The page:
In the Low scenarios the pace of deployment over the period from 2020 to 2030 is equal to that expected in ENTSO-E’s best estimate scenario. In these scenarios, onshore wind and solar power constitute the main measures used to increase RE shares in the European power system. The implied level of 2030 capacity corresponds roughly to the level seen in Wind Europe’s low scenario and is below the levels envisioned by ENTSO-E in its sustainable transition and distributed generation scenarios. By 2050, total capacity is around 20% above the levels shown in ENTSO-E’s sustainable transition and distributed generation scenarios for 2040, but almost 20% below the levels seen in ENTSO-E’s global

Revisions to Estonia’s ambition not reflected in the modelling have however been included as footnotes in the relevant tables and chapters.

0 5 10 15 20 25 30 35

2020 2025 2030 2035 2040 2045 2050

Baltic offshore capacity (GW)

Low deployment scenarios Ambitious deployment scenarios

climate action scenario.

Rate of net capacity growth: 400 MW/year (2020-2030), 525 MW/year (beyond 2030)

In the Ambitious scenarios the rate of capacity additions to 2030 is more than doubled compared to the low scenario and thereby well above Wind Europe’s central scenario (570 MW/year between 2020 and 2030), but still below Wind Europe’s high scenario (1,100 MW/year between 2020 and 2030). The total capacity reached in 2050 is 32 GW, not far from the level of 35 GW seen as an ‘upside’ scenario by the Baltic InteGrid project when assuming favourable conditions for offshore wind power deployment.

Rate of net capacity growth: 1000 MW/year (2020-2050)

The distribution of offshore wind power capacities among countries, as imposed by the national policy scenarios, has been determined using input from other references23 and input from the BEMIP RES Working Group based on then current plans. In some cases, these plans were updated during the course of the study and these changes are not reflected in the volumes shown below. As such, national ambitions may vary significantly from the levels of assumed deployment shown.24 In the regional cooperation scenarios, offshore wind power is distributed across the region according to the economically most favourable realisation of regional targets, determined by the modelling. Detailed inputs are shown in Table 5-3.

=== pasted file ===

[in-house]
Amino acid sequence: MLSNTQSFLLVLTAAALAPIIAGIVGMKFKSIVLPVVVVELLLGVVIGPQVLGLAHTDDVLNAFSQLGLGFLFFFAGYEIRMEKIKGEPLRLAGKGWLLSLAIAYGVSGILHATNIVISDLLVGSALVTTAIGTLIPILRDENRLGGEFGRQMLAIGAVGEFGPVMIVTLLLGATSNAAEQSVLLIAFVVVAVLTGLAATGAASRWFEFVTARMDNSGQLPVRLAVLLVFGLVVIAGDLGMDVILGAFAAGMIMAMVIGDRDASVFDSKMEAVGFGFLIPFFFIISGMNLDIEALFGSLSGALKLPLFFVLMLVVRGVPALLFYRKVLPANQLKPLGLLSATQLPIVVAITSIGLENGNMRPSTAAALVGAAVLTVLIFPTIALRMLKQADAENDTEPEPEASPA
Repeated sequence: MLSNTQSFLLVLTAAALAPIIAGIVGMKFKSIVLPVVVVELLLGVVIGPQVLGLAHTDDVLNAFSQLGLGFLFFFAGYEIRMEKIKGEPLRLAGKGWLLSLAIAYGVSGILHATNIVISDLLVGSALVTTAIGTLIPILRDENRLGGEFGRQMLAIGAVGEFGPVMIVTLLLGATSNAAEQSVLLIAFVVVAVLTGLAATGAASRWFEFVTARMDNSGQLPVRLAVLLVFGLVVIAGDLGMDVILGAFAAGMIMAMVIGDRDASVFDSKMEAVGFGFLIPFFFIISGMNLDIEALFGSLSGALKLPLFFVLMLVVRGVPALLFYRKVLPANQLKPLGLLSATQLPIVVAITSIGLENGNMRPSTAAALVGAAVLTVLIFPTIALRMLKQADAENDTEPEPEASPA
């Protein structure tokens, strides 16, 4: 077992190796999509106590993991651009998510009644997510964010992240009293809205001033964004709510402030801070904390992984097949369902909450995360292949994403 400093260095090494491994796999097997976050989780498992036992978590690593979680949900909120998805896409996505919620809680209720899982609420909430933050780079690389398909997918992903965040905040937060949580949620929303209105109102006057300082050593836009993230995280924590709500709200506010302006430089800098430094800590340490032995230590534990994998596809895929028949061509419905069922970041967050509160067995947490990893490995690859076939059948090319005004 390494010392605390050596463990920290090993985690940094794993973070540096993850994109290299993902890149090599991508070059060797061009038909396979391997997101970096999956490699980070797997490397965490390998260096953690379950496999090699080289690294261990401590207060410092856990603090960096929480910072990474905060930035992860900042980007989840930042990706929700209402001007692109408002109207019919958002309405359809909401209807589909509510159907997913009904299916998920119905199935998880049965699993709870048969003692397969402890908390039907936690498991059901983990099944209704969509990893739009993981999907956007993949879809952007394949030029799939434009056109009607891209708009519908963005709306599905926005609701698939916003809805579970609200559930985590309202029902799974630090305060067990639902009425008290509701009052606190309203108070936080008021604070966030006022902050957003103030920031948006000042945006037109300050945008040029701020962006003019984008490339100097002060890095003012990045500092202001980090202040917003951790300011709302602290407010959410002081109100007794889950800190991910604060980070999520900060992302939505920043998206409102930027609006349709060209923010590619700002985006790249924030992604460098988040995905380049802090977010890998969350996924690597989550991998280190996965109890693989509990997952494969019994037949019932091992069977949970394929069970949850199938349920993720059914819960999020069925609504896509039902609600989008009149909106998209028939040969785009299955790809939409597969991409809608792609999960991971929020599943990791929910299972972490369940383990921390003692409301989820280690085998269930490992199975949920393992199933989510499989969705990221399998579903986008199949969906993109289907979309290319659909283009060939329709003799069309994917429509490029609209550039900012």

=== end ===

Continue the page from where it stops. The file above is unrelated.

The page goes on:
23 Sources include: ENTSO-E (2018), TYNDP Scenario report 2018; Wind Europe (2018), Offshore Wind in Europe - Key Trends and Statistics 2017; Wind Europe (2017), Wind energy in Europe: Scenarios for 2030; 50Hertz Transmission, Amprion, Tennet TSO, TransnetBW (2018), Szenariorahmen für den netzentwicklungsplan Strom 2030 (Version 2019) – Entwurf der Übertragungsnetzbetreiber; Energinet (2017) – Rapport 2017 Energinets

analyseforudsætninger; Feedback from the BEMIP working group based on BEMIP Renewable Energy Working Group meeting 24th of May 2018 in Brussels, Belgium.

24 For example, in Poland, a 10 GW offshore capacity target as soon as 2030 is being

discussed, aligned with the phase-out of lignite generation. The capacity pathway we use in this study was decided before this new target was proposed. Modelling results indicate that more ambitious targets compared to the ones assumed in this study may be economically beneficial – however, the study does not investigate or identify the optimal capacity level.

Table 5-3 Offshore wind power capacity requirements in MW in the Baltic Sea for regional low and ambitious deployment scenarios (requirement for Baltic Sea region) and for low and ambitious national policies scenarios (requirements for individual countries in the Baltic Sea region)

Applicable geography

2020 2030 2050

Regional cooperation scenarios

Low offshore development Baltic Sea region 2,527 6,445 16,945 Ambitious offshore development Baltic Sea region 2,527 12,695 32,100 National policies scenarios

Low offshore development Denmark* 1,210 1,609 2,109

Sweden 210 700 3,000

Finland 33 500 2,000

Estonia25 0 0 500

Latvia 0 0 500

Lithuania 0 0 500

Poland 0 1,500 4,000

Germany* 1,074 2,136 4,336

Ambitious offshore development Denmark* 1,210 1,859 2,800

Sweden 210 2,000 7,000

Finland 33 2,000 4,500

Estonia26 0 500 1,000

Latvia 0 500 1,000

Lithuania 0 500 1,000

Poland 0 2,000 8,400

Germany* 1,074 3,336 6,400

* Only offshore wind power capacity in the Baltic Sea is considered